Massachusetts Institute of Technology
Agreement with Springer
Following license discussions that began in the summer of 2008, MIT has signed
a three-year agreement with Springer that includes language that gives MIT
authors rights to flexibly reuse and post their work. MIT-authored articles
published in a Springer journal that MIT subscribes to can be posted anywhere
on the Web, including institutional, disciplinary, and other open-access
repositories as well as on the author’s Web page. The version of the article
expected to be targeted is the author's final version, after peer review, which is
also the focus of the MIT Faculty Open-Access Policy.
The language is written not as a direct extension of rights to authors, but in
such a way that MIT retains certain rights, including the right to extend those
rights to the authors of the articles. MIT considered a number of options in
developing wording for the agreement, including the third-party beneficiary
issue, which would allow MIT authors to benefit by a contract between MIT
and a publisher. MIT decided it was cleaner to have the rights go directly to
MIT because the authors are not direct parties to the agreement.
The aim was to begin with a set of terms that would allow MIT-authored
work to be widely shared, without the need for individuals to negotiate such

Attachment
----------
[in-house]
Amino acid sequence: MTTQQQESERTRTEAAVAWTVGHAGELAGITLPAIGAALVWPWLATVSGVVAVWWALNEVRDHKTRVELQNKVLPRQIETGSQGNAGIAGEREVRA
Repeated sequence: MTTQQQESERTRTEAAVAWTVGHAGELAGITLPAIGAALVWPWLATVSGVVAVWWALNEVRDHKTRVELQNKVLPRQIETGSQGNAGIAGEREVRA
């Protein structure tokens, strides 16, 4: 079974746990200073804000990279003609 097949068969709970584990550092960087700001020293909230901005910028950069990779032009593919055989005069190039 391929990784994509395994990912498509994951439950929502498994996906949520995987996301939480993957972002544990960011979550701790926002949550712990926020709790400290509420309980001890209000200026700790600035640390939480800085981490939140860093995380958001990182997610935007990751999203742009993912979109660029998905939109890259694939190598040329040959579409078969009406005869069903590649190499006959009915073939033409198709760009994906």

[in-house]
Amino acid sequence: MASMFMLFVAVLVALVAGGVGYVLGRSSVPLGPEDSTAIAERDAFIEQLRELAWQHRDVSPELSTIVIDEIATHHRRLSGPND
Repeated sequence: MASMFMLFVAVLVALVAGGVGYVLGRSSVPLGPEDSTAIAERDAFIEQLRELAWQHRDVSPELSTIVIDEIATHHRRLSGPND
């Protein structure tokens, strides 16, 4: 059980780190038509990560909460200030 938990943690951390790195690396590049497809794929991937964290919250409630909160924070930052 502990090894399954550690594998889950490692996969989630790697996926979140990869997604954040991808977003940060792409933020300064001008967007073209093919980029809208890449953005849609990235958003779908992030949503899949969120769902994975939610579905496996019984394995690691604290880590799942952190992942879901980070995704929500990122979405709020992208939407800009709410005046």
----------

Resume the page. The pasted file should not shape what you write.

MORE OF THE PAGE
rights for each paper. The agreement was developed in a spirit of joint
exploration and innovative partnership with Springer.
Conclusion
MIT’s and University of California’s efforts represent different approaches to
including author-rights language in content licenses, highlighting the potential
for universities and publishers to benefit from the availability of standard
language that could be used in carving out agreements. Certain common
principles are suggested by these case studies, and offer a framework for
universities seeking to work with publishers on new models. Several institutions
represented at the ARL meeting in January have begun discussions aimed at
addressing these concerns.
Defining the principles underlying such agreements is a useful first step in
creating standard language. For example, assuring that the language allows for
making articles available under Creative Commons licensing clearly offers a
substantial benefit to scholars, opening up the possibility of using new data-
mining and filtering tools, a desirable—even necessary—step forward in
RLI 263 36
Author-Rights Language in Library Content Licenses
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C O N T I N U E D
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APRIL 2009 RESEARCH LIBRARY ISSUES: A BIMONTHLY REPORT FROM ARL, CNI, AND SPARC
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